U.S. Rep. Chellie Pingree has written to President Barack Obama to encourage him to create a national monument in northern Maine. In her letter, the Maine Democrat said Tuesday that she believes a proposal to donate 87,500 acres by a foundation created by the co-founder of Burt’s Bees is supported by “most people in the region and throughout the state.” Her letter came on the eve of a congressional field hearing Wednesday in East Millinocket that underscores how partisan the issue has become. Republican Rep. Rob Bishop, chairman of the House Natural Resources Committee, opposes the use of presidential authority to create national monuments. The event will feature four speakers opposed to the proposal, with opening remarks from another opponent, Maine Gov. Paul LePage.
Bishop’s Brand of Public Lands Bashing Won’t Fly in Maine
Huffington Post - Tuesday, May 31, 2016 

On June 1, West will meet East when Utah Congressman Rob Bishop chairs a congressional hearing in Millinocket, Maine targeting a proposal from a private landowner who wants to donate 87,500 acres of land—and a $40 million endowment—to the National Park Service to create and maintain the Maine North Woods National Monument. There are differing views in Maine about whether to establish a new monument on the site, though polling indicates that roughly two-thirds of Mainers support the concept. But the Utah congressman’s ideological opposition to conserving lands and wildlife is well outside Maine’s mainstream. Rep. Bishop heads up a 20-member congressional Anti-Parks Caucus.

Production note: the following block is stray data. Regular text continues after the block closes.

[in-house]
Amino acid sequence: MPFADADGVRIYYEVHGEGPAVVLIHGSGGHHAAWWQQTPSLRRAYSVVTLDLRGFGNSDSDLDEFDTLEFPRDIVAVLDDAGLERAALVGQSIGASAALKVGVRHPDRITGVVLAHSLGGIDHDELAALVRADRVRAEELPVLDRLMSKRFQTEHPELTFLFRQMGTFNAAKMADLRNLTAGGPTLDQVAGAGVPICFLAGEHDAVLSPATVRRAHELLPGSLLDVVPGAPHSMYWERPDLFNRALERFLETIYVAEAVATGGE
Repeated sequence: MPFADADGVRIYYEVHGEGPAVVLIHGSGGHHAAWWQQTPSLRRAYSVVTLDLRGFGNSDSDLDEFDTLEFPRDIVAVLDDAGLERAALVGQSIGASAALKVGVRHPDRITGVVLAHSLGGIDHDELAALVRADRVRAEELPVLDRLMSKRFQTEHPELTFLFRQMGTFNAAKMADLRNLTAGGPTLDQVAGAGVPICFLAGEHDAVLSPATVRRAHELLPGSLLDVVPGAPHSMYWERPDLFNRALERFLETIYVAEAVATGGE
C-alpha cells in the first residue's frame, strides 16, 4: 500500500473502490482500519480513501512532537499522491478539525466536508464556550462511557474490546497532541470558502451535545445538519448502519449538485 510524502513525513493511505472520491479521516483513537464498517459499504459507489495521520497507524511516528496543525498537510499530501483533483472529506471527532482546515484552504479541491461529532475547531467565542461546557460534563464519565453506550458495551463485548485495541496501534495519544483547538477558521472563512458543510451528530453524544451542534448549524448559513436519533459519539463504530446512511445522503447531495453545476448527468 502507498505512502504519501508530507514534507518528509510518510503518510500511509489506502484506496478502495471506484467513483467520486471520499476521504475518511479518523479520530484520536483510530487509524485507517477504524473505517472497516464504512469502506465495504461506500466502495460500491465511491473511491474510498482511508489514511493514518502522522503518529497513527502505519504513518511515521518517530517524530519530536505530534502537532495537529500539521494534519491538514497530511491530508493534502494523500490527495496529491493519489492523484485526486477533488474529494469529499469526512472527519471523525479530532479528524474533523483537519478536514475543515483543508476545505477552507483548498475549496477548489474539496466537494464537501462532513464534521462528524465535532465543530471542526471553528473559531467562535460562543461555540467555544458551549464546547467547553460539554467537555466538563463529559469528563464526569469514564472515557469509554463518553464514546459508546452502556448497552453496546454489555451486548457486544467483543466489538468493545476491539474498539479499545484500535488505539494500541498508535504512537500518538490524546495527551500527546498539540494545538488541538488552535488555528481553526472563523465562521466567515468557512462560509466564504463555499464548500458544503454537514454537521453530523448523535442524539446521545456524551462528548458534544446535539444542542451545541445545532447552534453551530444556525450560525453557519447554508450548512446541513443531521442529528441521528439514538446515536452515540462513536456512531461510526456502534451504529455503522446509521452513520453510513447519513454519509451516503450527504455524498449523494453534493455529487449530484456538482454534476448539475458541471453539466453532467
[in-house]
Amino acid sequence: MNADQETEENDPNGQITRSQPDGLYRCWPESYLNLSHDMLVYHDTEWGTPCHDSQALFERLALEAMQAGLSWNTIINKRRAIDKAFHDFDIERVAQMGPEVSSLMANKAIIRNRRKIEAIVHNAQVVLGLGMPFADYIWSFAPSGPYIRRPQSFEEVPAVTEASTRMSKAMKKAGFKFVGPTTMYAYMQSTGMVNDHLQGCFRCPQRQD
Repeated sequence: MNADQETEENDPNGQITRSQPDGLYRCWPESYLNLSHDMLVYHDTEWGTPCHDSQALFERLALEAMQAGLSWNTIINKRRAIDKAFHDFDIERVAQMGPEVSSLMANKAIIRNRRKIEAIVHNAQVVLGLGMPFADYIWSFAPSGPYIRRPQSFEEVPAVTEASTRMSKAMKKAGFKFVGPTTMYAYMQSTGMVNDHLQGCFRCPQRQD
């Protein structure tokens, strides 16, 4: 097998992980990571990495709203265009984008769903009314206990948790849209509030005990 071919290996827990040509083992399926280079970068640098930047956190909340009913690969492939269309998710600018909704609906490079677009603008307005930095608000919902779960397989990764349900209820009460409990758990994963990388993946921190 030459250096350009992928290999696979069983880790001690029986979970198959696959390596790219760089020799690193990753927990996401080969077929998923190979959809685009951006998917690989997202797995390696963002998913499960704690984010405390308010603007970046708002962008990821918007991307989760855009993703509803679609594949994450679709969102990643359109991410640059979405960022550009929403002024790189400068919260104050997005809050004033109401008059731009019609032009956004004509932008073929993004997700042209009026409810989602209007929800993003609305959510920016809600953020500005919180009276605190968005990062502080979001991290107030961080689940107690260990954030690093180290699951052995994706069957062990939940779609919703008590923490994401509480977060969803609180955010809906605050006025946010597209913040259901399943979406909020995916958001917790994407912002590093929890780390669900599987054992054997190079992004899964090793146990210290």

Politicians to converge on Katahdin region Wednesday
Bangor Daily News - Tuesday, May 31, 2016 

Republican congressional and state leaders will visit the Katahdin region on Wednesday to immerse themselves in Roxanne Quimby’s controversial North Woods national monument proposal and the area’s economic environment. Gov. Paul LePage will hold a town hall-style meeting about the direction of Maine’s economy at Stearns High School in Millinocket on Wednesday that will overlap a forum on the monument proposal hosted by U.S. Rep. Bruce Poliquin, R-Maine, at the East Millinocket town office, officials said Tuesday.
Blog: Three Times is a Charm
Bangor Daily News - Tuesday, May 31, 2016 

Our chosen route was Penobscot Mountain Trail. I wanted to do this trail after looking at its granite ridge while hiking the other side of Jordan Pond the last two times. It’s exposed surface looked so grand and impressive I just had to see what was over there. My guidebook “Acadia The Complete Guide” by James Kaiser states that Penobscot Mountain trail is 6 miles round trip with an elevation change of 900 feet. ~ Emily M. Leonard